For me there’s really only major downside: Hoarding and paying for things you don’t need or won’t use. It’s why I discontinued my Field Notes subscription. I like Field Notes fine, but I realized I was subscribing simply to collect the latest design of the notebooks, whereas from a practicality/usability perspective there were other brands whose paper I enjoyed more. I still use Field Notes occasionally, but not enough to justify having nearly three dozen pocket notebooks shipped to me every year, which only adds to the never ending S.A.B.L.E. stash. For Pete’s sake, use this stuff, don’t hoard it! A major issue I have with the “limited edition” culture pervading stationery - and pretty much everything else these days - is that it encourages a mentality where all the things are meant to be kept sealed, unused, and pristine in a box and later sold on eBay for $150 for a dozen pencils or a three-pack of pocket notebooks. I don’t get it.
So that begs the question: What am I going to do with all these pencils? Fortunately, I have a daughter entering Kindergarten this year, so these pencils will get used one way or another. (She’s already started raiding my stationery cabinet for drawing supplies.) I’m also starting to use more pencils at work, and have become more proactive in giving them away when people come up to me at work and express interest.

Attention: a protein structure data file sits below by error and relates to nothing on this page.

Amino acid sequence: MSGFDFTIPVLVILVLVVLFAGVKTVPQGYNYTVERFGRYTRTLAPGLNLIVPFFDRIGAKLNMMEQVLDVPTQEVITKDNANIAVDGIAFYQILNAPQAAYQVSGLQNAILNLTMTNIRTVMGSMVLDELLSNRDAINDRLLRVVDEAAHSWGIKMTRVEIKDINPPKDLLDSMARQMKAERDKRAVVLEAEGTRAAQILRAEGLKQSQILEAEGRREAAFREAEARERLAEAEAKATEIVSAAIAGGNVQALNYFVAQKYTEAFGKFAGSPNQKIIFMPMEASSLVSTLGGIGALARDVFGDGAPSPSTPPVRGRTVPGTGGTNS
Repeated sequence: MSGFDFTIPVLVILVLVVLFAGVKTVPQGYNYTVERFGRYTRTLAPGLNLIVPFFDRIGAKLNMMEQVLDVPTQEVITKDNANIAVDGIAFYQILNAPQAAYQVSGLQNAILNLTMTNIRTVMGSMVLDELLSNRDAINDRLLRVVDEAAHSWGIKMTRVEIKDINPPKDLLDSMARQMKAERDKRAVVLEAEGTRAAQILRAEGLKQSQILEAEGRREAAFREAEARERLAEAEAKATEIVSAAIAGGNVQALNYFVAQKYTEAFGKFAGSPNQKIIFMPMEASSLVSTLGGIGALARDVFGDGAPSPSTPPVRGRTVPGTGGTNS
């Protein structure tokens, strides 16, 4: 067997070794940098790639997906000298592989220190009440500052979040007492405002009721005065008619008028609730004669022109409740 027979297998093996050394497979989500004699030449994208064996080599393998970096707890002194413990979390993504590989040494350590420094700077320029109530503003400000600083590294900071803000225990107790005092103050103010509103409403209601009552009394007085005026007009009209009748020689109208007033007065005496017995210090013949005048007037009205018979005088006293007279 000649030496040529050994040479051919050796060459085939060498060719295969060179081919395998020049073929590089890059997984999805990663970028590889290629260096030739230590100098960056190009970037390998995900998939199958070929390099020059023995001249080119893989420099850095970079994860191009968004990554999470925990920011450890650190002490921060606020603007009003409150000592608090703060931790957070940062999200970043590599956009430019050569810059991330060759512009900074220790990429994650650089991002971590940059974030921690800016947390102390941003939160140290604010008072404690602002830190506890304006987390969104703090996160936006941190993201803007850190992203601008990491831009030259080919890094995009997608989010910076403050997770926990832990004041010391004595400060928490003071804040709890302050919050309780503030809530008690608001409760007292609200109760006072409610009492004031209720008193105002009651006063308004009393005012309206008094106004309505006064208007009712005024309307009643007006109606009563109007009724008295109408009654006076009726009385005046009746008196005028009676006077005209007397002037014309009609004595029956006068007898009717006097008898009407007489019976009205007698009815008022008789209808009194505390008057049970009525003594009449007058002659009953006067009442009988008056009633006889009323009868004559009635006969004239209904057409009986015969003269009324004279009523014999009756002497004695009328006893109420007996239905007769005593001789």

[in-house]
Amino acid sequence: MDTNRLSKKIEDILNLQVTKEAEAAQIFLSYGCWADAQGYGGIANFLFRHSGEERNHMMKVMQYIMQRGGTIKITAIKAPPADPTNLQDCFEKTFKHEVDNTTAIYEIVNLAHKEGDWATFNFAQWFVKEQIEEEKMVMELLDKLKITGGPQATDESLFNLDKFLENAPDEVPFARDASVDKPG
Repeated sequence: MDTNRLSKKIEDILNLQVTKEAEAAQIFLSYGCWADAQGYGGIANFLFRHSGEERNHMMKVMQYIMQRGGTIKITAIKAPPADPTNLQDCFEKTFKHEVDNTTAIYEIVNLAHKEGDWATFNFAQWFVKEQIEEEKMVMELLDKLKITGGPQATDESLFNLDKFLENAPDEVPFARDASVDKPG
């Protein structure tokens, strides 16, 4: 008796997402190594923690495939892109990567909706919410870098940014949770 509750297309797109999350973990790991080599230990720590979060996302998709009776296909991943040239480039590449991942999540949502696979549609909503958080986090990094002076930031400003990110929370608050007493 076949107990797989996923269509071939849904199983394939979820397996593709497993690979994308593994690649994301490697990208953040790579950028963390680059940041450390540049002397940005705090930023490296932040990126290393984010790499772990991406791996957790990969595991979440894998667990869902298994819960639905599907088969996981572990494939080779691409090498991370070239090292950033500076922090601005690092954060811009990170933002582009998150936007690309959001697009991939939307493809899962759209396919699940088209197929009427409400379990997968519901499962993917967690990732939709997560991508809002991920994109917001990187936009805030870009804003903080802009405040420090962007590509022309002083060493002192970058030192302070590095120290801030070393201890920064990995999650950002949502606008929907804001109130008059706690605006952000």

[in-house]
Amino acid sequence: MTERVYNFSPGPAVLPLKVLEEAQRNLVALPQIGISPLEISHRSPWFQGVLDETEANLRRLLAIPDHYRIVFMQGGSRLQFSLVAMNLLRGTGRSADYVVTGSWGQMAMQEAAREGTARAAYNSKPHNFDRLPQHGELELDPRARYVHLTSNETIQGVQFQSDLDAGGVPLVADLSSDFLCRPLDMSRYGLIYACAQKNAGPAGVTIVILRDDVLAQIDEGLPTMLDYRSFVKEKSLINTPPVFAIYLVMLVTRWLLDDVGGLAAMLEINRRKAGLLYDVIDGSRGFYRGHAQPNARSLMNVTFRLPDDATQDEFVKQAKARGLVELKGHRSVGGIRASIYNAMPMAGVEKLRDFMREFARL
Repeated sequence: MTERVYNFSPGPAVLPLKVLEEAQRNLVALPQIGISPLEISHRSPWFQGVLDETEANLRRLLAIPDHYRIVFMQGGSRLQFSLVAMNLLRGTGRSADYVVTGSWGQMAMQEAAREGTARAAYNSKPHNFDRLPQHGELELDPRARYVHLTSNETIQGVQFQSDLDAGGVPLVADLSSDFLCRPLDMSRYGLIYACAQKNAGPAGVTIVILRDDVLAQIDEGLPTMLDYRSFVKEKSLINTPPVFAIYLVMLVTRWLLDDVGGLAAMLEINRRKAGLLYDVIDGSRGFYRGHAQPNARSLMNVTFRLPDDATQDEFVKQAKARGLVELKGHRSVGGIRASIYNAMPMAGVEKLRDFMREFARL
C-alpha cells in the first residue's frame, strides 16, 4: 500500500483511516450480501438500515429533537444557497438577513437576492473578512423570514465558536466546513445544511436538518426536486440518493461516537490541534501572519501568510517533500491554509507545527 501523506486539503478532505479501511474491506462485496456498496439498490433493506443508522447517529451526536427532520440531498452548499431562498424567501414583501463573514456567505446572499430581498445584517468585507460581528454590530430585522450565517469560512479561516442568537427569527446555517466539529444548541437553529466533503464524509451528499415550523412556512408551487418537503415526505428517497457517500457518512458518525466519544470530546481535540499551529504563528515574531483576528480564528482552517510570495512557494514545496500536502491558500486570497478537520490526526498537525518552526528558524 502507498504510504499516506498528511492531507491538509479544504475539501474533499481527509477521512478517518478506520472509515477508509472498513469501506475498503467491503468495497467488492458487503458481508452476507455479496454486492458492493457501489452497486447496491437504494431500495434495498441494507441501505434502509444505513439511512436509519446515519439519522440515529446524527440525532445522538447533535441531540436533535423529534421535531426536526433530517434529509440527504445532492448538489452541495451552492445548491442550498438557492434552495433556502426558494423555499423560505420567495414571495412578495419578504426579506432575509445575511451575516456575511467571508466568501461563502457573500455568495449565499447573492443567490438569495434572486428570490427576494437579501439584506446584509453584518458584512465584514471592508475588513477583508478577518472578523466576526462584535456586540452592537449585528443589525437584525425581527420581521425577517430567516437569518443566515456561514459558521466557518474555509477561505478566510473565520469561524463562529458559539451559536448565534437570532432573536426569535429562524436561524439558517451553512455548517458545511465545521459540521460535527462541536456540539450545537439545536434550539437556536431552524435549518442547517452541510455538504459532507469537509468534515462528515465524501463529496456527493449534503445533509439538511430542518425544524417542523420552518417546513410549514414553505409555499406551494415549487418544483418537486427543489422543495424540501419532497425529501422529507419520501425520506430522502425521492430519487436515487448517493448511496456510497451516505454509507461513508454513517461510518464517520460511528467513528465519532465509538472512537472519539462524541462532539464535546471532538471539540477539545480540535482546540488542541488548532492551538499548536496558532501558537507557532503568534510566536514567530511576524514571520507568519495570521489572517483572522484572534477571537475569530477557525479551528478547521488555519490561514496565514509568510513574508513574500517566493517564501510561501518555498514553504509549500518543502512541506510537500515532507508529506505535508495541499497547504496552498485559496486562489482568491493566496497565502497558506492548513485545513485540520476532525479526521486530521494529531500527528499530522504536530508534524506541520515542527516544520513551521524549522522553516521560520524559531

Conclusions and Final Thoughts
Are subscription services “worth it?” Honestly, it just depends on your personal reasons for subscribing. If you find yourself enjoying everything that a brand has released over the past year, go for it. Personally, I’ve enjoyed all of the past four Blackwing Volumes editions, including the vinyl-themed Blackwing 33 1/3 edition that nobody else seemed to appreciate. I have no regrets about re-upping my subscription, and in fact I wish I had subscribed a year earlier. On the other hand, if you find yourself not using or not appreciating all of the various releases, or if you’re simply looking to save money, I’d discourage you from subscribing because the few dollars you might save off the retail pricing are more than offset by the 1-2 quarterly releases you won’t be crazy about and wouldn’t buy other than through the subscription program.
You’ll notice that my personal experience extends only to brand-specific/limited release subscription services, not any of the “curated” stationery boxes that are available. Those include the CW Pencils Pencil Box Quarterly Subscription, which offers a curated selection of pencil-related goodness four times a year for $30 per box, the Rad and Hungry kits that bring you stationery from different travel destinations around the world, Art Snacks (focused on art supplies), and even fountain pen ink sample subscriptions such as Ink Flight, where you can get a set of five new inks sent to you monthly. If you’re interested in trying out new products that you might not otherwise pick up yourself, you might enjoy a curated box!
Disclaimer: I purchased each of the products featured in this review with my own funds, for my own use. I was not compensated for this review.